Semifinals: Paul Jackson (Green-red Devotion) vs. (20) Mike Sigrist (Blue-Red Ensoul Artifact)

Posted in Event Coverage on August 3, 2015

By Marc Calderaro

Very few people thought we'd be in the position we're in right now. With a win in this match, twentieth-ranked Mike Sigrist will unseat first-ranked and new Pro Tour Hall of Fame member elect, Eric Froehlich as both the Player of the Year, and the captain of America's World Magic Cup team. Heck, Sigrist didn't expect it himself. "I was sweating Gold a month ago," he said.

Now locked for not just Gold and Platinum, and the Top 8 of Pro Tour Magic Origins, he was one win away from two other coveted achievements in Magic. It was a surreal whirlwind.

The Perth-based Paul Jackson must have been feeling just as unmoored. With a win here he clinches his first Platinum. For the last few Pro Tours he had traveled together with New Zealand's twenty-fourth-ranked Jason Chung, and they were putting up similar results until Chung finished in the Top 8 of Pro Tour Dragons of Tarkir and since clinched the first Platinum status for his country. Now Jackson has the opportunity to match his continent-mate. It promised a year of Magic traveling.

Chung cheered on Jackson, while the kiwi sported his "I [heart] Taylor Swift" t-shirt and light-up wristbands, both obtained from the Swift concert last night in Vancouver.

The match-up, both players agreed, was in the Blue-Red Ensoul Artifact deck's favor. But that didn't stop Paul Jackson and his Green-red Devotion deck from taking down Stephen Berrios in the quarterfinals. All it took was some solid plays, and some decent draws.


Both players had big things ahead of them with a win. For Paul Jackson, it was Platinum in the Pro Tour Players Club. For Mike Sigrist, it was the 2014-15 Player of the Year title.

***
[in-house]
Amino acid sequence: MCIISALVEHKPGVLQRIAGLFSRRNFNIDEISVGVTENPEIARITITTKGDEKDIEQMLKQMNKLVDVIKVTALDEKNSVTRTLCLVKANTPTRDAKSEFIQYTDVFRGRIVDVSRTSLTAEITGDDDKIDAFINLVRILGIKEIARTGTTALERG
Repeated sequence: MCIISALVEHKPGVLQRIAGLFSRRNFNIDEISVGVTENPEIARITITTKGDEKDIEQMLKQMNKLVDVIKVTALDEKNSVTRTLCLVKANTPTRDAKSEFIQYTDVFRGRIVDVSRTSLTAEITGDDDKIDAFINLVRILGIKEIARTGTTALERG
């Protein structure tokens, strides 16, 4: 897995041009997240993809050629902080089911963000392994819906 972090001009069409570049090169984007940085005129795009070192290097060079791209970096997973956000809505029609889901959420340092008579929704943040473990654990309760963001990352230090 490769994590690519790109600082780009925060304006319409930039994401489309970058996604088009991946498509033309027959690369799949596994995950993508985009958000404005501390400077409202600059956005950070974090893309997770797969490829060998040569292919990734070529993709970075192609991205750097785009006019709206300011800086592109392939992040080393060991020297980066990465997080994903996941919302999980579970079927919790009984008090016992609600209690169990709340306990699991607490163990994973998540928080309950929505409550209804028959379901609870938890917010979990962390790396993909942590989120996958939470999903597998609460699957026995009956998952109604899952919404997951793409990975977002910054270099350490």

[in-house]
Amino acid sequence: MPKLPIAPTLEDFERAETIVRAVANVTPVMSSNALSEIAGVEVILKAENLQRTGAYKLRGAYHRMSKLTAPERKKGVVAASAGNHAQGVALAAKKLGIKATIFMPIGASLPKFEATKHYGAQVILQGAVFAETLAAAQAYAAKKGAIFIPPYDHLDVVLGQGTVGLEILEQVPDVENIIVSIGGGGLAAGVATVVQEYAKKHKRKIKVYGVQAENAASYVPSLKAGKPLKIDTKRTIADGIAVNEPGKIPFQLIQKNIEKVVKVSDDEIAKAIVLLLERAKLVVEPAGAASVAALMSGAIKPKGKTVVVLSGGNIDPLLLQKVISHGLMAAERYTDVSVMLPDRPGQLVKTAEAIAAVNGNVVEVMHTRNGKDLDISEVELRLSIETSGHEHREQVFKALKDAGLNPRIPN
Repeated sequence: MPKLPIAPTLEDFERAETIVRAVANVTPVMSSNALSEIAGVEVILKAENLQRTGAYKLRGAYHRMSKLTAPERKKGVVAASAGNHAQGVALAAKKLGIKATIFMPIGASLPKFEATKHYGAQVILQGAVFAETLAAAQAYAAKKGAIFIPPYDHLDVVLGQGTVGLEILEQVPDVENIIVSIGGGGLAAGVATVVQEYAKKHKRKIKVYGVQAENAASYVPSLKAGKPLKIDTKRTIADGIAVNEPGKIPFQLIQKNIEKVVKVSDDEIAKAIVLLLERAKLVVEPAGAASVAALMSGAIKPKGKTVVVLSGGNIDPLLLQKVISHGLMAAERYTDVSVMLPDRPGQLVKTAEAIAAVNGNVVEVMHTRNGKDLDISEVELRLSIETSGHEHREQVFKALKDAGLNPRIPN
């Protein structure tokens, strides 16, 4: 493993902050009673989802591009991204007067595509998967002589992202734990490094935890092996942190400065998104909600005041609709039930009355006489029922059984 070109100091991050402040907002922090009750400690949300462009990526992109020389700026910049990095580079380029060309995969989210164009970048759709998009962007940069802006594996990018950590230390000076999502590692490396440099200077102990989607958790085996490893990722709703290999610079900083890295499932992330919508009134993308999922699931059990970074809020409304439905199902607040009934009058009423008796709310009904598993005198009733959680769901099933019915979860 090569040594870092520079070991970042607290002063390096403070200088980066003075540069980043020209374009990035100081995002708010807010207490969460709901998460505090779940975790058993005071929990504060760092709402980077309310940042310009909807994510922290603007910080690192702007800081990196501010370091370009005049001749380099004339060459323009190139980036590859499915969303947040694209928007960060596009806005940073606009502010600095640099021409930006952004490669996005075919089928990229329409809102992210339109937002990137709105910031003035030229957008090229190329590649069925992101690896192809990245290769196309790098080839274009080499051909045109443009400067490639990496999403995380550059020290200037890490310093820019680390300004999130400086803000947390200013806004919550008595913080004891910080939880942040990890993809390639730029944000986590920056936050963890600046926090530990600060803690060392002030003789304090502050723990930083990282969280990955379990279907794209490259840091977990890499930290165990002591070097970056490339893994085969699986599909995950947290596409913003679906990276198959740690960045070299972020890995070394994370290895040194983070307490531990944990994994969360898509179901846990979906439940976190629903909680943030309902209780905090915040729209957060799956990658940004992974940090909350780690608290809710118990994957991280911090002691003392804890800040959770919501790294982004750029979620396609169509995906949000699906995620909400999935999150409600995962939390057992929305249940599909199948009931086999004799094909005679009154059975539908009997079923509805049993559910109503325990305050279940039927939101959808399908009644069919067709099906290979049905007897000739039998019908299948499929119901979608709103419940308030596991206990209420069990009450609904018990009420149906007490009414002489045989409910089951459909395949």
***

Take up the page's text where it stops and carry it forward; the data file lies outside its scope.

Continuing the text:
After they shuffled the cards up, Sigrist made one last appeal to Jackson. "C'mon now, who do you want to win? Me or EFro?" They two smiled, and were soon down to playing.

The Games

Mike Sigrist kept a speculative six-card hand to open the match. As many have said, the biggest problem with his Blue-Red Ensoul Artifact deck is how variant-laden it can be. This was exactly how Paul Jackson was able to get through the quarterfinals, as his opponent's hands just didn't line up well against Jackson's.

However, Sigirst's first draw netted him a Hangarback Walker, which added a lot of power to the otherwise unspectacular keep. That along with the Phyrexian Revoker could stifle Jackson's early development.

Jackson started with his regular mana producers—passing his second turn with three in play. Because two of them were Elvish Mystics, Sigrist's Revoker operated as a two-mana-denial strategy. This could be key.

But as always, Jackson had more ways to get mana. Both Nissa, Vastwood Seer and Courser of Kruphix pushed things forward for Jackson, albeit slightly slower than usual. He was staving off Sigrist's assaults, until the American's draws gave him the power he was looking for.


Jackson powers out whatever mana he can, as his only game-plan in this match-up is to cast his big spells as soon as possible.

Though the Hangarback Walker died early, its two progeny and the Revoker were trading around two freshly drawn Ghostfire Blades, attacking Jackson at his weakest angle: the air. He started taking giant chunks out of Jackson's life total. And with the Australian comparatively strapped for mana, there wasn't much he could do in return.